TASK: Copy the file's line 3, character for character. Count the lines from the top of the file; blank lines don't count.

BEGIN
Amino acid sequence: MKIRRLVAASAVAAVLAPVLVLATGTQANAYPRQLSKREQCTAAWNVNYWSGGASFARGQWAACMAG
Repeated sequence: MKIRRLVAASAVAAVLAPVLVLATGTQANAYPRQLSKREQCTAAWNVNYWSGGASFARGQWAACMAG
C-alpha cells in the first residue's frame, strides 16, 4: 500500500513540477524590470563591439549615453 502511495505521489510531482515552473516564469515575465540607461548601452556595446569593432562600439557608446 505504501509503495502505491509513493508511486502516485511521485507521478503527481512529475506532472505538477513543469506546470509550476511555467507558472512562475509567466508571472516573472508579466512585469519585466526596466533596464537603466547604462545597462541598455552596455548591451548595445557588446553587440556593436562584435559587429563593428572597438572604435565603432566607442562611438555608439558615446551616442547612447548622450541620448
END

C-alpha cells in the first residue's frame, strides 16, 4: 500500500513540477524590470563591439549615453 502511495505521489510531482515552473516564469515575465540607461548601452556595446569593432562600439557608446 505504501509503495502505491509513493508511486502516485511521485507521478503527481512529475506532472505538477513543469506546470509550476511555467507558472512562475509567466508571472516573472508579466512585469519585466526596466533596464537603466547604462545597462541598455552596455548591451548595445557588446553587440556593436562584435559587429563593428572597438572604435565603432566607442562611438555608439558615446551616442547612447548622450541620448